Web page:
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Educationally Enhanced DVDs Arriving

10 May, 2007 By: Thomas K. Arnold

Not all DVD bonus features are equal. When Hart Sharp Video released the controversial Morgan Spurlock documentary Super Size Me three years ago, two versions came to market: a regular edition for consumers, and an educationally enhanced edition for teachers, with 24 lessons and various game-like assessments and quizzes.

The enhanced edition, which allowed Hart Sharp to break into the lucrative institutional market and sell thousands of additional copies of the film to schools, was produced by Scope Seven, a Los Angeles production company.

Now, Scope Seven is taking matters into its own hands. The company, best known for its DVD-based games, has just come out with an educationally enhanced DVD of the HBO documentary “TV Junkie: Faces of Addiction.”

The documentary, produced by Deep Ellum Pictures, chronicles former “Inside Edition” correspondent Rick Kirkham's destructive drug addiction. The enhanced DVD, which is being marketed to schools, includes a wealth of educational features the company hopes teachers will use in the classroom, including lesson plans in health, life skills and language arts; on-screen prompts to guide student viewing, spark discussion and lead to classroom activities; and curriculum connections linking the film to the standards-aligned Anti-Drug Education Program from the New York Times. The DVD also comes with an instructor's manual and printable teacher guides and student handouts.

“Films have long been used in the classroom to educate students, but learning doesn't always happen in a linear fashion,” said Bob Hively, chairman and CEO of Scope Seven. “Through educationally enhanced DVDs like ‘TV Junkie,' youth are able to explore the issues presented in the film as they arise, rather than waiting to discuss them at the end of the movie.”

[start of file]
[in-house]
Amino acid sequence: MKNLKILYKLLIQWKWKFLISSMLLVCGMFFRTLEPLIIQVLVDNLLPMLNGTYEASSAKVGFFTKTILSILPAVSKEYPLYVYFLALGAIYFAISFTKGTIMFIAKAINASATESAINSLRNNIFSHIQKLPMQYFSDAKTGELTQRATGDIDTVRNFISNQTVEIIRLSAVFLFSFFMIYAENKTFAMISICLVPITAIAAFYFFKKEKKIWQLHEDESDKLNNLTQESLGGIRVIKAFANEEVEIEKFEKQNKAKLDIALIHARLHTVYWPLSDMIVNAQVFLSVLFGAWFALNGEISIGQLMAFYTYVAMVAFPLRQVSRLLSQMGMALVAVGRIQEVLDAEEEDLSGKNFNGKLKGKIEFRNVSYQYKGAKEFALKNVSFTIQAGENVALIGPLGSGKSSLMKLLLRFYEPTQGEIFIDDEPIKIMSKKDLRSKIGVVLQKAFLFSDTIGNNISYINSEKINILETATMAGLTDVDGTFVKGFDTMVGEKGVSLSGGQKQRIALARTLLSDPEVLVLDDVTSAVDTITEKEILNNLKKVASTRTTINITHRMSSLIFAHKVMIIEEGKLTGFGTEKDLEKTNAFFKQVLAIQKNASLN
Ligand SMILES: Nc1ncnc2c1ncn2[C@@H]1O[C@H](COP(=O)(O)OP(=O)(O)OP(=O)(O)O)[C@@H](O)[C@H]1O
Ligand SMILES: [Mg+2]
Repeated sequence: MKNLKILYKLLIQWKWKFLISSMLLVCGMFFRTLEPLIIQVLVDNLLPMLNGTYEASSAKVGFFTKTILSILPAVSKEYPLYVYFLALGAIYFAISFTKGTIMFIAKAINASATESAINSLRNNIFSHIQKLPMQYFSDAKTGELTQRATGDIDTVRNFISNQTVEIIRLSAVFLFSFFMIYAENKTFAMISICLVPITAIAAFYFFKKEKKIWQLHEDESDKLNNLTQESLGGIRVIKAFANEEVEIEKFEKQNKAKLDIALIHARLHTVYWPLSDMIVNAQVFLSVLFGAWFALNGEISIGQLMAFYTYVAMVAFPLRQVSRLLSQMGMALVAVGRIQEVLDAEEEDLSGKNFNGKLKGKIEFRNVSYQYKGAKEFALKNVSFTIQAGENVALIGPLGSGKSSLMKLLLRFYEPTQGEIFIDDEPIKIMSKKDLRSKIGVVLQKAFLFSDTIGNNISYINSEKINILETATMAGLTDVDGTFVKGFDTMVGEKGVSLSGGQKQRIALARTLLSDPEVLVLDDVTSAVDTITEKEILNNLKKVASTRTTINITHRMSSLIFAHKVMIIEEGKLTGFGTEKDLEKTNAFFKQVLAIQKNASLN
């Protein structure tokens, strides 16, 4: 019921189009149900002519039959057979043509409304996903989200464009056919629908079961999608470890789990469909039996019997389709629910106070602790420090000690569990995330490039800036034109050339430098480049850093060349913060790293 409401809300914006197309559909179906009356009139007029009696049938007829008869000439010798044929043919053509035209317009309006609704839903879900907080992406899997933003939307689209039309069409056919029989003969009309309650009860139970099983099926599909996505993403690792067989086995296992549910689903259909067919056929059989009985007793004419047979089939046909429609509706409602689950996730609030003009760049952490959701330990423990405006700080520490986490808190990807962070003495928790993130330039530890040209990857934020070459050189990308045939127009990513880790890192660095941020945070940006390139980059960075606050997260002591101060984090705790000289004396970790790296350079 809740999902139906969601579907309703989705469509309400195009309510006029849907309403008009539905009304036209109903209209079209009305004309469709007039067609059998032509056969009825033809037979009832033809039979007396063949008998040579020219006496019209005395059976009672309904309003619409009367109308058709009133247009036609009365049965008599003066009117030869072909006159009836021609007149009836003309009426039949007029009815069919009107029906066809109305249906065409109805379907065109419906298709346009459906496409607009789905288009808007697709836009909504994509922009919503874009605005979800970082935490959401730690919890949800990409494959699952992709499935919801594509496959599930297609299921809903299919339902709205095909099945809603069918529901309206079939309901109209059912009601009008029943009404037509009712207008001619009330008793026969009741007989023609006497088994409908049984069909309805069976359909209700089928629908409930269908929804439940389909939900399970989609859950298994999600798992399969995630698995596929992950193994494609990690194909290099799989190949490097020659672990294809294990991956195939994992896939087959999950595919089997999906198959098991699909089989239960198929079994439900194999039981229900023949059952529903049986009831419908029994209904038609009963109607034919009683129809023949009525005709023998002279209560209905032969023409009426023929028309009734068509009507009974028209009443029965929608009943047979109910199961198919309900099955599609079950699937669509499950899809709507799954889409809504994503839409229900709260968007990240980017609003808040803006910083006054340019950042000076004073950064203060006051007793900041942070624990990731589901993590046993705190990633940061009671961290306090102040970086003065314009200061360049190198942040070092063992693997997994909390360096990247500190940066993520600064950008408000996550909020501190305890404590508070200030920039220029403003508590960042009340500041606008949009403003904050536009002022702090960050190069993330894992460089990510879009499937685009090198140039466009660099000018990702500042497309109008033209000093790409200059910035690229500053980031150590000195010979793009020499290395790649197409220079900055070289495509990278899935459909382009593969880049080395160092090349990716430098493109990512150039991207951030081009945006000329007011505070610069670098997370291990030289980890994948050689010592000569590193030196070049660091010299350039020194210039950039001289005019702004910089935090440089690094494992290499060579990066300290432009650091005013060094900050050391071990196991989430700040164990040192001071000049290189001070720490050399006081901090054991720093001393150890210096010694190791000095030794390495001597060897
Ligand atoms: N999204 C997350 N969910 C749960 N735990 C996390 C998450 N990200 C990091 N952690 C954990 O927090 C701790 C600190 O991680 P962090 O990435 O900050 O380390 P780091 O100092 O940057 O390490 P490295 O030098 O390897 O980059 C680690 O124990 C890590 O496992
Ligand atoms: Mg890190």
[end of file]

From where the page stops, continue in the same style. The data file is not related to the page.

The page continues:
David Andriole, the producer at Deep Ellum for “TV Junkie,” said the educational enhancements were developed while the film was being shot, rather than as an afterthought.

“From the very beginning of the film, it was clear that this story had the power to help others battling addiction,” he said. “We thus took the unusual approach of developing the educational enhancements during production. This resulted in an educationally enhanced DVD that is fully aligned to teaching standards, which further legitimizes its use by educators in the classroom.”

In a related development, 20th Century Fox Home Entertainment and MGM Home Entertainment are adding optional tracks of bright, bold “Kids Captioning” to popular family films in an effort to build reading skills. The first wave of enhanced “Follow Along” DVDs arrive in stores July 10 and include Robots, The Sandlot, Ice Age, Garfield: The Movie, Anastasia, Ferngully: The Last Rainforest, Stellaluna, Miss Spider's Sunny Patch Kids, Good Boy! and Thumbelina.

Fox spokesman Steve Feldstein said research from the National Captioning Institute shows children can improve their literacy skills by viewing television programming with captioning.

“And, with this new line, we are affording kids the opportunity to improve their reading abilities while watching their favorite DVDs,” he said.

While Fox isn't specifically targeting educators, Feldstein added, the studio certainly “sees potential” for teachers of young kids to use the DVDs in the classroom.

“We're always looking for new opportunities for our product,” he said.

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